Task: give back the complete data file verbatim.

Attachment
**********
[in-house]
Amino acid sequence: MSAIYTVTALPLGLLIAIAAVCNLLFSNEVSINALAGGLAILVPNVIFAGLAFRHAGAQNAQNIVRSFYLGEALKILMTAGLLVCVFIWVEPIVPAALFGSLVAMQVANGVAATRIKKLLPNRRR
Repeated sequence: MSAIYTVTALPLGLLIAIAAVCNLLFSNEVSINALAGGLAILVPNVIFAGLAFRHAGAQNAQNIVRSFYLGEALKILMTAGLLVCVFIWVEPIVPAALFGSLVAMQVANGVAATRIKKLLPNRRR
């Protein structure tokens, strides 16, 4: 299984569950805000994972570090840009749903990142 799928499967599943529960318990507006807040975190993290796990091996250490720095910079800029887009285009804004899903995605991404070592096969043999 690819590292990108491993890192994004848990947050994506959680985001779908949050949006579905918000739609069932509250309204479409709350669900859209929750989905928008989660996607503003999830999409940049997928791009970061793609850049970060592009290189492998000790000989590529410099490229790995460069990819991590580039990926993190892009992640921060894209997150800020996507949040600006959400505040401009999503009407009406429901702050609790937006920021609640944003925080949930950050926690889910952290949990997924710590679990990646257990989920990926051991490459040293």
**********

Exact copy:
[in-house]
Amino acid sequence: MSAIYTVTALPLGLLIAIAAVCNLLFSNEVSINALAGGLAILVPNVIFAGLAFRHAGAQNAQNIVRSFYLGEALKILMTAGLLVCVFIWVEPIVPAALFGSLVAMQVANGVAATRIKKLLPNRRR
Repeated sequence: MSAIYTVTALPLGLLIAIAAVCNLLFSNEVSINALAGGLAILVPNVIFAGLAFRHAGAQNAQNIVRSFYLGEALKILMTAGLLVCVFIWVEPIVPAALFGSLVAMQVANGVAATRIKKLLPNRRR
């Protein structure tokens, strides 16, 4: 299984569950805000994972570090840009749903990142 799928499967599943529960318990507006807040975190993290796990091996250490720095910079800029887009285009804004899903995605991404070592096969043999 690819590292990108491993890192994004848990947050994506959680985001779908949050949006579905918000739609069932509250309204479409709350669900859209929750989905928008989660996607503003999830999409940049997928791009970061793609850049970060592009290189492998000790000989590529410099490229790995460069990819991590580039990926993190892009992640921060894209997150800020996507949040600006959400505040401009999503009407009406429901702050609790937006920021609640944003925080949930950050926690889910952290949990997924710590679990990646257990989920990926051991490459040293």